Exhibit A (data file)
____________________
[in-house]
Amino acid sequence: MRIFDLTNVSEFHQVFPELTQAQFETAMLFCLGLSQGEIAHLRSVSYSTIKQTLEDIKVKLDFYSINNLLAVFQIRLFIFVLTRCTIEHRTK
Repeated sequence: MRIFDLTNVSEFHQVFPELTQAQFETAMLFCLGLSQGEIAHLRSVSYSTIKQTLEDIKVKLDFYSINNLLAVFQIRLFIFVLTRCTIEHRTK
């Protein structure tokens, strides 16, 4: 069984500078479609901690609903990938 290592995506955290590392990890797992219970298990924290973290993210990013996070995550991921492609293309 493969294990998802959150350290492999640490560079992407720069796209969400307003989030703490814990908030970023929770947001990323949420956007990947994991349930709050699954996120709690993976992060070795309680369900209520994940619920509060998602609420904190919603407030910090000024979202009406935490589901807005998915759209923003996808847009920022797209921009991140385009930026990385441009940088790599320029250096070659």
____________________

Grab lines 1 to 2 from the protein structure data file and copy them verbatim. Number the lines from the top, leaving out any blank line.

[in-house]
Amino acid sequence: MRIFDLTNVSEFHQVFPELTQAQFETAMLFCLGLSQGEIAHLRSVSYSTIKQTLEDIKVKLDFYSINNLLAVFQIRLFIFVLTRCTIEHRTK